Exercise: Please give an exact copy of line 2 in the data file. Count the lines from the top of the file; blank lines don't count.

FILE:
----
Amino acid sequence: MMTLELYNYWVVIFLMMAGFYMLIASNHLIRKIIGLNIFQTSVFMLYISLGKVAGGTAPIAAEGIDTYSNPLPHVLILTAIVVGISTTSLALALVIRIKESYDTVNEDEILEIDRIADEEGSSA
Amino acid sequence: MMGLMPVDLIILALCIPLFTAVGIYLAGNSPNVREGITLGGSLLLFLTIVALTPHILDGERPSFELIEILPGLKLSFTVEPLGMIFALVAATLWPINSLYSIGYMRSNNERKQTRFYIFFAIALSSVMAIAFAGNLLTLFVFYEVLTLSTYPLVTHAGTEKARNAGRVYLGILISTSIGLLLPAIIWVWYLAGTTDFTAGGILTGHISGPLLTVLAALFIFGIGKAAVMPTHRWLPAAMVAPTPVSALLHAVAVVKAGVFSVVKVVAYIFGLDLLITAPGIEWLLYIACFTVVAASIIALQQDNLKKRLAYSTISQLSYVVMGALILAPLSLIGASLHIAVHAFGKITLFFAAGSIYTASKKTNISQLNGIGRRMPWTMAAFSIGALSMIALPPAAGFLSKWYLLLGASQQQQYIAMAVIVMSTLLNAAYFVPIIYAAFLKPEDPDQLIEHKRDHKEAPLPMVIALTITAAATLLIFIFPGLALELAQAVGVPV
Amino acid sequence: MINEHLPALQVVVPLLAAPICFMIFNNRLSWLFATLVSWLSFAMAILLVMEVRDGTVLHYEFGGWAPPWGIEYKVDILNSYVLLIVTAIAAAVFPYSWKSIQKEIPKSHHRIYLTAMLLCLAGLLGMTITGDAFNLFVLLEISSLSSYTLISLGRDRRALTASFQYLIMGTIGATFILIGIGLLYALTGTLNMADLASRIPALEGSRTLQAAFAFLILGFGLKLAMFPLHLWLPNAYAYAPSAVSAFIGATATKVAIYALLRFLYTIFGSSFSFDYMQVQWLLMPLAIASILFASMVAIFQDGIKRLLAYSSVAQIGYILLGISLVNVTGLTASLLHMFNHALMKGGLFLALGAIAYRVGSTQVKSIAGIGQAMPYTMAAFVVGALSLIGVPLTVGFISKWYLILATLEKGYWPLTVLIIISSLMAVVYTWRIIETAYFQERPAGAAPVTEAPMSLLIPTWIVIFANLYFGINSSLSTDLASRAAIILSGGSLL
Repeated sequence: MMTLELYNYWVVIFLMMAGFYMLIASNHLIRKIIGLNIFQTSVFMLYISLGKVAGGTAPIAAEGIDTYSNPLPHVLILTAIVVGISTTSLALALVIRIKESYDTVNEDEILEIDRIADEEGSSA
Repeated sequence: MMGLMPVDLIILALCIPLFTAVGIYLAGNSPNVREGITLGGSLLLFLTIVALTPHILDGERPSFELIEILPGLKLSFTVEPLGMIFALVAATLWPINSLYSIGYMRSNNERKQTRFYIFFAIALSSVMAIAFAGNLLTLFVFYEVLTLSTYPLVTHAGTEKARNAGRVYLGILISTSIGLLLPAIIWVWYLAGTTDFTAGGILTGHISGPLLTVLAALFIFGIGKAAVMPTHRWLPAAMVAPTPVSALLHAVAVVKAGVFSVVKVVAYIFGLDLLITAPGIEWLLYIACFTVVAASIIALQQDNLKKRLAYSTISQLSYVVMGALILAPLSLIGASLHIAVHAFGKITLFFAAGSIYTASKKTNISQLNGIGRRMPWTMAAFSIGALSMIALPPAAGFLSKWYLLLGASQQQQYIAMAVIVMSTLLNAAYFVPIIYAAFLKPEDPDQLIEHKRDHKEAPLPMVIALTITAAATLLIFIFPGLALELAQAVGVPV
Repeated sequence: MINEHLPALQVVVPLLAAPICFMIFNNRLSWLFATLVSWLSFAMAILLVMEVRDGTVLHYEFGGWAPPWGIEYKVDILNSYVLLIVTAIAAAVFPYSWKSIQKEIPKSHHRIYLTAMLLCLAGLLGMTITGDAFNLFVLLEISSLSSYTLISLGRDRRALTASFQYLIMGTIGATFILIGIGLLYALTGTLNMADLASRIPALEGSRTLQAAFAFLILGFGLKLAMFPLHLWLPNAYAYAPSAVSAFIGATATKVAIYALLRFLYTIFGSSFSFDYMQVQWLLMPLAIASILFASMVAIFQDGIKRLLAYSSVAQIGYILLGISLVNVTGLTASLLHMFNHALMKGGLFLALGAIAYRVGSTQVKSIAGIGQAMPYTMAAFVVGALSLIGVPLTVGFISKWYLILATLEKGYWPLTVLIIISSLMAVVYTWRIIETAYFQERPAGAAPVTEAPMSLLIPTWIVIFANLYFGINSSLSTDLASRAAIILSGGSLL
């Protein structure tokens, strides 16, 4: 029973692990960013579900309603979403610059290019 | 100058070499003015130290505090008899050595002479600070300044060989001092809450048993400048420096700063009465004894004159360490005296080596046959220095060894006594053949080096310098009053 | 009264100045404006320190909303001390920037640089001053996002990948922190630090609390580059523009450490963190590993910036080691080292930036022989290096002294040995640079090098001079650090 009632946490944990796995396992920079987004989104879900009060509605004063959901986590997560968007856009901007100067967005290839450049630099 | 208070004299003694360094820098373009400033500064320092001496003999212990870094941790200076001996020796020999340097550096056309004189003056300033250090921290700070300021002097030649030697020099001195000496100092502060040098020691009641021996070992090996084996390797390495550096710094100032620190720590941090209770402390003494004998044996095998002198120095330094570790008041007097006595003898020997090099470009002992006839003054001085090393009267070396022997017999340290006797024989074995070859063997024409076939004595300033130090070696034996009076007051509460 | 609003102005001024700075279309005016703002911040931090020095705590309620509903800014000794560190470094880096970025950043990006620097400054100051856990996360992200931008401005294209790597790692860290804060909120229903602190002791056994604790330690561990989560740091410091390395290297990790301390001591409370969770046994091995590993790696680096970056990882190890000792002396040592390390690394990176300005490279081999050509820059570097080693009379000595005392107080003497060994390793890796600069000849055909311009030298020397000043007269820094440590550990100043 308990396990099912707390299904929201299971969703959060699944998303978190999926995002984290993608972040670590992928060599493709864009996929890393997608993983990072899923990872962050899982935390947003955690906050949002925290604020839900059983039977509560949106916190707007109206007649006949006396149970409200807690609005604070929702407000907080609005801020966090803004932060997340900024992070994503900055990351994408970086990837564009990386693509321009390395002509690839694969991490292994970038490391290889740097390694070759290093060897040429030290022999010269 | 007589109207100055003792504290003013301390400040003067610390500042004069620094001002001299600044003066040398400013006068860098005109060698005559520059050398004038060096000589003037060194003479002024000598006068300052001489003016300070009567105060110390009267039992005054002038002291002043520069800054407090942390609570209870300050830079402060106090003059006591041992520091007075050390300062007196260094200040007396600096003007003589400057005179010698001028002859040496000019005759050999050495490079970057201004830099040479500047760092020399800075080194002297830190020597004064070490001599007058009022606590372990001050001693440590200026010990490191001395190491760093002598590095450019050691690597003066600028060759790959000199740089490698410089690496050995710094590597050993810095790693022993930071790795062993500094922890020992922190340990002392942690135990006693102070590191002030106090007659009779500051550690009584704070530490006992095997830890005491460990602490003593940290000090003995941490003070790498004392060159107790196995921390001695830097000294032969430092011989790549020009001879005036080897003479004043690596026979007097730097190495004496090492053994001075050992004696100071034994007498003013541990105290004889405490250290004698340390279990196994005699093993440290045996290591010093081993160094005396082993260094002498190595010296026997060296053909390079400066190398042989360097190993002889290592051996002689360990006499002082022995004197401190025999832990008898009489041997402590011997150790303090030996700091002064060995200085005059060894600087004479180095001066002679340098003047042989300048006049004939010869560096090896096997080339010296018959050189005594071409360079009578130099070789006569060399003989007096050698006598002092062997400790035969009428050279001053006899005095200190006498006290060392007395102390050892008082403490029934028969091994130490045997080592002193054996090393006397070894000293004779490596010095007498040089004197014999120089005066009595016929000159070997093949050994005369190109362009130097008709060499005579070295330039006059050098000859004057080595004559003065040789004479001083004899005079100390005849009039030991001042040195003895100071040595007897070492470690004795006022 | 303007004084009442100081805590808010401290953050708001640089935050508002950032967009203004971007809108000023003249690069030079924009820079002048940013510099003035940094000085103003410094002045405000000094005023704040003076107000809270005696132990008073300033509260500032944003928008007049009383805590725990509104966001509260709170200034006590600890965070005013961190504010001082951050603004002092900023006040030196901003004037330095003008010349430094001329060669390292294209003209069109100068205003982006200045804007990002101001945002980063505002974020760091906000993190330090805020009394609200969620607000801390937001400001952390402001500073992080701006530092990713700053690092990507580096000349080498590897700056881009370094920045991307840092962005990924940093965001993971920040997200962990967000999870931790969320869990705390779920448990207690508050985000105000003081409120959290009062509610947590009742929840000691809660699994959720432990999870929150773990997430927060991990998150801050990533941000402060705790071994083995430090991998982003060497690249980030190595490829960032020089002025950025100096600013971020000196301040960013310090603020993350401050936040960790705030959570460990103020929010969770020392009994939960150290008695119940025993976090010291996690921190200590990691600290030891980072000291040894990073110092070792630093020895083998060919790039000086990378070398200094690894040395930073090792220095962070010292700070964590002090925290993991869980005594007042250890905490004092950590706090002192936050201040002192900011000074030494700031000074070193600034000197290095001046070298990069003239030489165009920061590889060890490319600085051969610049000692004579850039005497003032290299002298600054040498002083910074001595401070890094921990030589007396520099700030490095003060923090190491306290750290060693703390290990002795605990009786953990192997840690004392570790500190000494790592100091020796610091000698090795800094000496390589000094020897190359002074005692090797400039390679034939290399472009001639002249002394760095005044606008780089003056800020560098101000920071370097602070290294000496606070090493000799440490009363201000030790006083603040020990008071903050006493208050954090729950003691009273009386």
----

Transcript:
Amino acid sequence: MMGLMPVDLIILALCIPLFTAVGIYLAGNSPNVREGITLGGSLLLFLTIVALTPHILDGERPSFELIEILPGLKLSFTVEPLGMIFALVAATLWPINSLYSIGYMRSNNERKQTRFYIFFAIALSSVMAIAFAGNLLTLFVFYEVLTLSTYPLVTHAGTEKARNAGRVYLGILISTSIGLLLPAIIWVWYLAGTTDFTAGGILTGHISGPLLTVLAALFIFGIGKAAVMPTHRWLPAAMVAPTPVSALLHAVAVVKAGVFSVVKVVAYIFGLDLLITAPGIEWLLYIACFTVVAASIIALQQDNLKKRLAYSTISQLSYVVMGALILAPLSLIGASLHIAVHAFGKITLFFAAGSIYTASKKTNISQLNGIGRRMPWTMAAFSIGALSMIALPPAAGFLSKWYLLLGASQQQQYIAMAVIVMSTLLNAAYFVPIIYAAFLKPEDPDQLIEHKRDHKEAPLPMVIALTITAAATLLIFIFPGLALELAQAVGVPV